I think that it would have been possible to sit in that panel and not really notice that any of that had taken place.
One of the more casual thoughts I wondered was, "what if I hadn't been in the room at that time?" If an oops falls and nobody cares, does it make any fail? That's a pretty silly thought, though. I mean, it's not like it was only noteworthy because an actual bona fide trans person was in the room. I had the distinct impression that both badgerbag and sparkymonster noticed the moment and reacted to it.
It was also interesting to note -- and this is a pretty banal observation, I'll grant -- that someone really articulate and interesting was not really at her best when she was trying to take ownership of what she'd said. As I said: there was awkwardness and mumbling, and even her words were distant. "That was an example of how things can go wrong." Not: "I really screwed up there, and I want to apologize." I'm not trying to call her out; I'm just saying that it made me think.
In a brief email conversation with vito_excalibur, she said that what she was trying to do was to ape the kind of unsatisfying explanation that you often encounter in fail apologists. When she said the word "trannie", she was speaking in their voice, not her own. I can see how that can be true, but I confess that I didn't hear it that way at the time. I did get the whole "speaking from an artificial position" sense, but I didn't get the "and this is just the sort of thing fail-y people say" feeling.
I'll also mention, here, that "trannie" is not a very triggery word for me. I don't have any direct personal experience of people using the word as a weapon against me. The closest I've come to that is feeling annoyed by yet another round of "Ann Coulter is really a trannie" comment thread somewhere. So, to some extent, it's easier for me to be casual about the incident. Later in the day, I was recounting this whole incident to another trans woman, and she likened "trannie" to the use of the "N" word. (Me, I'm more than a little uncomfortable with trying to equate those words).
I'm also aware that there's another Wiscon regular who openly openly calls himself a trannie (I will say, though, that I think the fact that he's a trans man is relevant. I think trans women are more likely to have experienced the word in hatred, but I have no data to back up that belief.) So I was also open to the possibility that vito_excalibur had adopted the word after hearing that particular person use it.
And it's also true that I came to Wiscon already thinking that vito_excalibur was pretty awesome; I think that when one has that mindset, it's easier to look at someone and say, "oh, that was a little mistake, and compared to the esteem I hold this person in, it's not worth getting worked up about."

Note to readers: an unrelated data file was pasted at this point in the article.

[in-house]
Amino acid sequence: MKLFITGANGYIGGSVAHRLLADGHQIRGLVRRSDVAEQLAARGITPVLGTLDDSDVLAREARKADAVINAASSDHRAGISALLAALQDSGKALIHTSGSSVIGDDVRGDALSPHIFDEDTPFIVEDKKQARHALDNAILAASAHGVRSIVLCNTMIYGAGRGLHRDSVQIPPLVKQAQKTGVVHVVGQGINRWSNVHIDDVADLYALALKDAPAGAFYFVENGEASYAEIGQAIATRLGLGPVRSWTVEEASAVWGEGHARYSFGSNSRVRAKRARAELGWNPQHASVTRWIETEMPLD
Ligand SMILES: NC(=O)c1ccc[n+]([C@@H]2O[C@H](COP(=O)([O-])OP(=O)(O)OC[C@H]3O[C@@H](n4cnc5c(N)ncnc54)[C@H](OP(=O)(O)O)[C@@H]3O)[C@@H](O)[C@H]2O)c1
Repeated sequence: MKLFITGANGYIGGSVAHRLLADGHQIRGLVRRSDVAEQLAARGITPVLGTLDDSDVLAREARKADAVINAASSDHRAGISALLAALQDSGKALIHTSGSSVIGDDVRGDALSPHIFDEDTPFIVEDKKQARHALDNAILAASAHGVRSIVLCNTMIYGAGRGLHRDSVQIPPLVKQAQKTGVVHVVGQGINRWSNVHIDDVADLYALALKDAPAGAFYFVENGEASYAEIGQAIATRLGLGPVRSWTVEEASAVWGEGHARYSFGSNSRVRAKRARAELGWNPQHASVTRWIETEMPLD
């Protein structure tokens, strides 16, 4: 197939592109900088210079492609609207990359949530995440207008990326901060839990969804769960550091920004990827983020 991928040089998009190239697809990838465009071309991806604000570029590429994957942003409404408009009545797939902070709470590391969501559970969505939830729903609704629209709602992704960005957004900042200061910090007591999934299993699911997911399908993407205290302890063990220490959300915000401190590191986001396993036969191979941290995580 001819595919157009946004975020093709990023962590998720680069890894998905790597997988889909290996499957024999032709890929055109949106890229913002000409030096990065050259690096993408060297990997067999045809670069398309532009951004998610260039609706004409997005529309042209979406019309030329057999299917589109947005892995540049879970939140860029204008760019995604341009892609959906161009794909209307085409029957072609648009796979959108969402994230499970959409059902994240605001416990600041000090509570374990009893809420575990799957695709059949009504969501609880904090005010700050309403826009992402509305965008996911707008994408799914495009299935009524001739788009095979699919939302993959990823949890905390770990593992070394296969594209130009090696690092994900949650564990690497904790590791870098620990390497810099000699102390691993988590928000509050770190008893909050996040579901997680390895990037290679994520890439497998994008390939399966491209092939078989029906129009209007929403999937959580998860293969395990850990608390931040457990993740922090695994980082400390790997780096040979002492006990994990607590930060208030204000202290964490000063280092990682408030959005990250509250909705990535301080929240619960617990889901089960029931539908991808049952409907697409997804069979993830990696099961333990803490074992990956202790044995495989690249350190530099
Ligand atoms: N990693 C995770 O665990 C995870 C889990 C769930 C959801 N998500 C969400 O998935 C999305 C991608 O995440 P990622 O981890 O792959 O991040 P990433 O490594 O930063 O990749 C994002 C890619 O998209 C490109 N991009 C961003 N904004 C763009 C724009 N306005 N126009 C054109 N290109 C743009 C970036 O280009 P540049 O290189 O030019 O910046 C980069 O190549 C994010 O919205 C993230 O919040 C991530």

I'd had a conversation at another point in the con about how RaceFail looks a bit different when you're close to some of the people espousing fail (I'm not in that camp, but I know a lot of people who are close to some of the folks that were receiving some of the biggest criticism). I think there are certain excuses that you can allow to enter your mind when you know someone is a friend who has flaws. And I don't want this to sound like I'm saying, "we have to recognize that people are human and we shouldn't dump on them when they commit fail." Because sometimes people need a dumping. But I think that's a part of the dynamic that bears discussion.
I mean, for my part, I found myself thinking for several hours after the initial incident, "Oh, I wonder if I should approach vito_excalibur and... I dunno... give her absolution, or something." Like: "Oh, I was there and I just want you to know that it wasn't a big deal, so don't worry about it." And I can see where those thoughts came from: her discomfort was palpable to me, and I was already inclined to think positively toward her, and so on. But it's also stupid on my part, because, hey, Trans High Command has not granted me any absolution powers on their behalf. It's not just about me, and how I felt. It's also about setting examples of acceptable behaviour. If any one of the people in the audience missed the idea that referring to trans people as trannies is Not Okay, then that's a problem.
And what if I had approached her? Afterward, vito_excalibur would almost be in the position where she could say, "well, I have a trans friend, and she doesn't take offense when I say that word!" Which, y'know, is kind of exactly the point that was being described as incredibly cringe-worthy. And, I guess, it was while I was thinking about that that I started to wonder just how careful I am about being somebody's (official) trans friend.
I mean, if a friend of mine came to me and asked, "Is trannie an objectionable word?" I'd almost certainly say something like, "Yes. It is a highly charged word in many trans communities. You're safer to never use it." But if the same friend came to me and asked, "Hey, BC, what do you think of the word, trannie?" I could easily give an answer that might leave the asker with a wrong sense of how it's perceived. And I wonder: all these people who are disposed to say, "I have a trans friend and...", how well do they understand that friend's position on words and identity and what-not?
This ramble really isn't arriving at any grand conclusion or insight. It was just interesting to ponder these things.
On my way back from Wiscon, I stopped somewhere that had wireless and I sent an email to vito_excalibur suggesting that I was going to write about this, but I wanted to talk about it with her before I did so. She told me to just write whatever I had to say. Which, I think, is the sort of response that awesome people would say.
Weird post script: for some reason, in my mind, the word, "trannie" is spelled with an 'ie' on the end. Google clearly thinks that this is the less common spelling, but it's the one that's in my head.